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Archive of Latest Mathematical & Physical Sciences News

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Using light to understand the brain

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Neurons in the cortex of a mouse expressing proteins enabling the 'reading' and 'writing' of electrical activity

UCL researchers have developed an innovative way to understand how the brain works by using flashes of light, allowing them to both ‘read’ and ‘write’ brain signals.

UCL joins Graphene Flagship

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Carbon nitride graphene

A team including four UCL departments has joined the EU’s Graphene Flagship project, giving the university a foothold in one of the biggest scientific programmes currently underway.

Origin of polar auroras revealed

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Theta

Researchers from UCL, University of Southampton and University of Leicester together with ESA and NASA have uncovered the origin of a colourful display in the night sky called ‘theta aurora’, explaining for the first time how auroras at high-latitudes form.

Dr Matt Powner wins the Thieme Chemistry prize

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Matt Powner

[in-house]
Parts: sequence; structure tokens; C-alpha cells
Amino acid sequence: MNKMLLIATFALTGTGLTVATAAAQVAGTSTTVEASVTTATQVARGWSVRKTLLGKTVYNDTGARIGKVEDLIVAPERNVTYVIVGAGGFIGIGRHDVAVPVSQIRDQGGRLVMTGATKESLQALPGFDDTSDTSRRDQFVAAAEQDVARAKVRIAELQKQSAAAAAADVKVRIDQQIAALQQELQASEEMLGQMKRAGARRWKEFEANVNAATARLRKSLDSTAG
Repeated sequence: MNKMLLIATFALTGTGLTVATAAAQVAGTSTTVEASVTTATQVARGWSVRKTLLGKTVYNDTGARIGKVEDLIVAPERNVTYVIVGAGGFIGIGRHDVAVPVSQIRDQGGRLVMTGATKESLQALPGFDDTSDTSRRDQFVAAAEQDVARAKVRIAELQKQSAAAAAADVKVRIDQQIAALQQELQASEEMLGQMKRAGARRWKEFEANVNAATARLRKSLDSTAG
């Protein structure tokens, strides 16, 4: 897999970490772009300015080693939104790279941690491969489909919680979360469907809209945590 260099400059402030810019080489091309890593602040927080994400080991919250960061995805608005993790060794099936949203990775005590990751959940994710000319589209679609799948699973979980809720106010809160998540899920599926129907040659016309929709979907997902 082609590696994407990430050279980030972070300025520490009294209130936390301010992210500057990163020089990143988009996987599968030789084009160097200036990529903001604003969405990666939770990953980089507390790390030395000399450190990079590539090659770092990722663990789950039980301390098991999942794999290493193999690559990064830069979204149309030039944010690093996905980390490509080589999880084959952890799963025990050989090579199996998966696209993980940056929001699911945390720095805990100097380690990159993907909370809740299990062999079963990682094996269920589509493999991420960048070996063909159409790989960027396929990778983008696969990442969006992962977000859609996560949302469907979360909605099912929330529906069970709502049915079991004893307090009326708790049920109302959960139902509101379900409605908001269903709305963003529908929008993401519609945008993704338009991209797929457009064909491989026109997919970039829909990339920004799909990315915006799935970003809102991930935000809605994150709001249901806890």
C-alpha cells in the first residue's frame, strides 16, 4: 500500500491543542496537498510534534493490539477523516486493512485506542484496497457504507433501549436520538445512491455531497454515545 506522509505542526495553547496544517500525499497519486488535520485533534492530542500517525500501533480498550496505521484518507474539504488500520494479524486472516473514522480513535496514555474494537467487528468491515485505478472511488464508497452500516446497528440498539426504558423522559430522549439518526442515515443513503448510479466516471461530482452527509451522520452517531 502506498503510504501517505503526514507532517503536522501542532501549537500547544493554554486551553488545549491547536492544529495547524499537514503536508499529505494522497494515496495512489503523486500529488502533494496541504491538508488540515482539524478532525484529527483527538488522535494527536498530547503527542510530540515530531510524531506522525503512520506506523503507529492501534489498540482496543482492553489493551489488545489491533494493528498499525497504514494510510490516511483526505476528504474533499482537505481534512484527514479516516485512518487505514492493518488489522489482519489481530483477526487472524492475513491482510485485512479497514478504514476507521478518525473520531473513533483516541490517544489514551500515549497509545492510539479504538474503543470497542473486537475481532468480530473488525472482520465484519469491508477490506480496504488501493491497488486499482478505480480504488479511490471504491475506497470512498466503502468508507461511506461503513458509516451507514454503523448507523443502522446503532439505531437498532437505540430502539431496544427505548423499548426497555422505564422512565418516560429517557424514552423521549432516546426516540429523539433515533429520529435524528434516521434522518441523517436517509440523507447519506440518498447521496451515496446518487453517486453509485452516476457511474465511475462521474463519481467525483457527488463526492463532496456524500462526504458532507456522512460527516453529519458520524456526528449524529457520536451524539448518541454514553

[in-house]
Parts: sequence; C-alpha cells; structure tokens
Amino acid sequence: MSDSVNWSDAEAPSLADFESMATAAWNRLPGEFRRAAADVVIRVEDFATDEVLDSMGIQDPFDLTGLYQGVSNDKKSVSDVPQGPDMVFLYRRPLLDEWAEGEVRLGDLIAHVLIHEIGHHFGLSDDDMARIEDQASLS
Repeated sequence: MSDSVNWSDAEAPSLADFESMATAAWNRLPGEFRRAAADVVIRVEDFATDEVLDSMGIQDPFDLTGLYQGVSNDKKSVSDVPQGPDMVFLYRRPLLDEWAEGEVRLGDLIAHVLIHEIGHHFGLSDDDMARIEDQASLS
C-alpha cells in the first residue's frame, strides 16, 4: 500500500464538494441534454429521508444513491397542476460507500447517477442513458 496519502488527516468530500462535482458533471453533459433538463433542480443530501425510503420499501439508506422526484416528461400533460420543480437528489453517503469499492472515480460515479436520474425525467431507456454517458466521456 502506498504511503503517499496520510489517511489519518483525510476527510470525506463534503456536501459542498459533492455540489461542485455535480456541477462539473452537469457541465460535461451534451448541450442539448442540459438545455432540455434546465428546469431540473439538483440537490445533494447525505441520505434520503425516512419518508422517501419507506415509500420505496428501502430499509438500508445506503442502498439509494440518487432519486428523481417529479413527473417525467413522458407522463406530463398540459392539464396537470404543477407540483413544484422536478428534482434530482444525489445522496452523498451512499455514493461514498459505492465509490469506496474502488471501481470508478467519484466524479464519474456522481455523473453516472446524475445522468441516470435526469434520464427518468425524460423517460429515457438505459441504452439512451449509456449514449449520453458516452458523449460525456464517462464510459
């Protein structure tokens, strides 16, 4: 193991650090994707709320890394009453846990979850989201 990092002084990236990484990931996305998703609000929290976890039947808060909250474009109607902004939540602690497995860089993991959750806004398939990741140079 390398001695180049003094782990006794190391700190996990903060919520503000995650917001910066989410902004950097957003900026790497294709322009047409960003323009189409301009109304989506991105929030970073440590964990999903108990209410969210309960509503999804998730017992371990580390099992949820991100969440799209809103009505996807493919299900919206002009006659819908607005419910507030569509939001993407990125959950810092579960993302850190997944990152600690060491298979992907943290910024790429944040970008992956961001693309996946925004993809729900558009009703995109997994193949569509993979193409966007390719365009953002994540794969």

Dr Matt Powner (UCL Chemistry) has been awarded the 2015 Thieme Chemistry Journal Award. The award is to recognise promising young professors at the beginning of their career and is made by the editorial boards of the journals Synlett, Synthesis, and Synfacts.

REF publication: key results for the faculty

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Researcher in the LCN

The Research Excellence Framework (REF) has now been published, giving the government’s assessment of research quality across all the UK’s universities.

UCL rated top UK university by research strength in the REF2014

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UCL number 1 REF

UCL is the top-rated university in the UK for research strength in the new Research Excellence Framework 2014 published today, by a measure of average research score multiplied by staff numbers submitted. 

Scientists develop a ‘virtual lab’ in a supercomputer for designing new composite materials

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Polymer interacting with clay particles

UCL scientists have shown how advanced computer simulations can be used to design new composite materials. Nanocomposites, which are widely used in industry, are revolutionary materials in which microscopic particles are dispersed through plastics. But their development until now has been largely by trial and error.

Revealed: how bacteria drill into our cells and kill them

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Nanodrills in action

A team of scientists has revealed how certain harmful bacteria drill into our cells to kill them. Their study shows how bacterial ‘nanodrills’ assemble themselves on the outer surfaces of our cells, and includes the first movie of how they then punch holes in the cells’ outer membranes.

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